25 25 Conclusions  COMPOSITION – SECONDARY EFFECT* – Micrographs indicate variations in the degree of porosity – *Assuming no confounding effects of HGM diameter/wall thickness  HEAT TREATMENT TIME – NO EFFECT  HEAT TREATMENT TIME – NO EFFECT (8 – 24 hours) 580°C 8 hrs. 580°C 24 hrs. No change with heat treatment time

26 26 Acknowledgements  LDRD for funding this work  George Wicks and Leung K. Heung for their technical insight  Frances Williams, Irene Reamer, Phyllis Workman and Debbie Marsh for laboratory and technical assistance  Clemson team for all microscopy work (Kathleen Richardson, Laeticia Petit, Scott Gaylord and Nathan Carlie)  Micromeritics for conducting the mercury porosimetry analyses on all samples  Don Blankenship for assistance with the analysis of the mercury porosimetry data

27 27 Back-up Slides

28 28 Approximate Compositions Glass ID SiO 2 B2O3B2O3B2O3B2O3 R2OR2OR2OR2OOthers B/R ratio Base* SiO SiO SiO SiO B/R B/R R.F. Schumacher, E.K. Hansen, D.K. Peeler, G.G. Wicks, and L. Heung, SRNL-PSE Rev. 0, November 2006.

29 29 Flame Process Flame Former Sized glass frit containing blowing agent Hollow Glass Microspheres Flame Cooling water

30 30 HGMs  Typical range of average HGM diameters is 45 – 75 μ m

31 31 Glass Selection  “Zero Glasses” – Remove minor components – GOAL: Simplify composition while still maintaining desired microstructure – Eliminate one component at a time from original composition CaO ZnO P 2 O 5 Fluorine Determine if HGMs can still be fabricated and impacts on yield ONLY PWHGMs of these glasses were not made Impact of elimination on porosity is unknown

32 32 HGM Yield  Base composition is superior to all others  Fluorine can be eliminated** – Simplifies melting  Calcium is extremely important in HGM formation  Yield is unaffected by removing ZnO or P 2 O 5 Change SiO 2 Change B/R Zero Glasses ** on a yield basis ONLY

33 33 Viscosity and HGM Yield  Viscosity increases with SiO 2 and B 2 O 3 content  HGM formation and viscosity are linked, BUT – Composition clearly influences yield more strongly in these glasses than viscosity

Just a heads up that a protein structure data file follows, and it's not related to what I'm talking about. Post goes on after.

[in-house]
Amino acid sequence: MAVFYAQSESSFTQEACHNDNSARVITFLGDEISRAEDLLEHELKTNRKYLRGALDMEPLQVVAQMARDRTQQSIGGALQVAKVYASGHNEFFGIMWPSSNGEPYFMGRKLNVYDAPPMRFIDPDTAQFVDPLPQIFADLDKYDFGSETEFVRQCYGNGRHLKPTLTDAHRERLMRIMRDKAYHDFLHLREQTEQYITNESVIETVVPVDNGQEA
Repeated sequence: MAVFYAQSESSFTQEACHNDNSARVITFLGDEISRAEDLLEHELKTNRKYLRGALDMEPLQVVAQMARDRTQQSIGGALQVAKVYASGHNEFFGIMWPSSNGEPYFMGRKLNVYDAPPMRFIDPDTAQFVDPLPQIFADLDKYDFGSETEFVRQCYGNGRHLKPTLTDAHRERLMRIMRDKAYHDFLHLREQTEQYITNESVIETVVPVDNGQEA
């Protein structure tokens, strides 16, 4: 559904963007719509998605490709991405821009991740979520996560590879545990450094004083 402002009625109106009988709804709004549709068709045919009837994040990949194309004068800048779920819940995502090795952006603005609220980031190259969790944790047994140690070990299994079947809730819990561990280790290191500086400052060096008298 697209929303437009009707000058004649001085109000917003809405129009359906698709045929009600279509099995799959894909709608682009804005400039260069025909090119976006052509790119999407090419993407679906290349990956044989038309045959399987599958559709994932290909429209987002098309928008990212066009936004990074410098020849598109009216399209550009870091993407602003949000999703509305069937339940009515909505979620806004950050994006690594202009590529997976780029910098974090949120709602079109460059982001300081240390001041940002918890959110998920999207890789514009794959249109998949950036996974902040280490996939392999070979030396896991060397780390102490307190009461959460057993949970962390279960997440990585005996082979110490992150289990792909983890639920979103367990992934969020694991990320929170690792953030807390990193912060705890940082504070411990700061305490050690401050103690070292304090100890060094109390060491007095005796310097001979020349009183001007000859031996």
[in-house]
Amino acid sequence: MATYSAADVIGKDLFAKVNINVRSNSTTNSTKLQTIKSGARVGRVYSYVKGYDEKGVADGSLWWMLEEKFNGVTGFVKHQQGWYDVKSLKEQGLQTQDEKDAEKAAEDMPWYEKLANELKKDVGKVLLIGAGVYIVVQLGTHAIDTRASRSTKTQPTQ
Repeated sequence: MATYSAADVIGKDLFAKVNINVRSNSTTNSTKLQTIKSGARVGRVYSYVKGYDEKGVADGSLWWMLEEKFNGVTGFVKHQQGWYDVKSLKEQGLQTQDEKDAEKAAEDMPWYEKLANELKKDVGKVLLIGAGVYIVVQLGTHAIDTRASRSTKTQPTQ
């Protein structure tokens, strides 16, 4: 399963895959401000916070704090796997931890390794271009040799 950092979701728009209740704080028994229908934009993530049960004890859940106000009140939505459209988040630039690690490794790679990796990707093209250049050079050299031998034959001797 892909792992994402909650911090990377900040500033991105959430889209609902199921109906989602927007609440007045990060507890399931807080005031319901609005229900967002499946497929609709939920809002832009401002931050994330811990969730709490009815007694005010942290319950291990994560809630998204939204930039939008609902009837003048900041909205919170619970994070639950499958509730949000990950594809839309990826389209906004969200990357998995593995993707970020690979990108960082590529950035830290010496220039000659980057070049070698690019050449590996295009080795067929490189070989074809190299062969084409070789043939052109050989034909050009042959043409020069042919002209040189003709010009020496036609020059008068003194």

34 34 PWHGM Yield Non heat-treated 600°C for 8 hrs.  Yield appears to be unaffected by composition  Heat treatment increases yield – Connectivity increases causing more material removal Suspect data – sample had a high moisture content

35 35 Compositional Changes (wt%) as a Function of Processing and Unit Operations  B 2 O 3 and R 2 O volatilize during flame forming  B 2 O 3 and R 2 O are leached out during acid treatment  PWHGMs are rich in SiO 2 DescriptionSiO 2 B2O3B2O3 R2OR2O Glass (Target)60227 HGMs (Actual)70165 PWHGMs (Actual)8851

36 36 Impact of Composition – Bulk Glass Plates B/R +0.5 B/R -0.5 Base +6 SiO 2 -6 SiO 2 Differences in microstructure do exist. Heat treatment for 8 hours at 600°C Images taken at same magnification

37 37 Path Forward  Optimize heat treatment time – Less than 8 hours may be sufficient – Investigate times greater than 24 hours  Simplify composition – Determine effects on microstructure and yields  Determine influence of flame former operating parameters on yield, microstructure, etc.

38 38 Conclusions Composition Temperature Yield OPERATIONAL PERSPECTIVE Adjust composition if certain physical properties are required Possible limitations: Size of pores Yield Potential to control porosity in any composition by temperature alone What factor(s) are most important to end – user? Use composition with highest yield if a PWHGM is the only requirement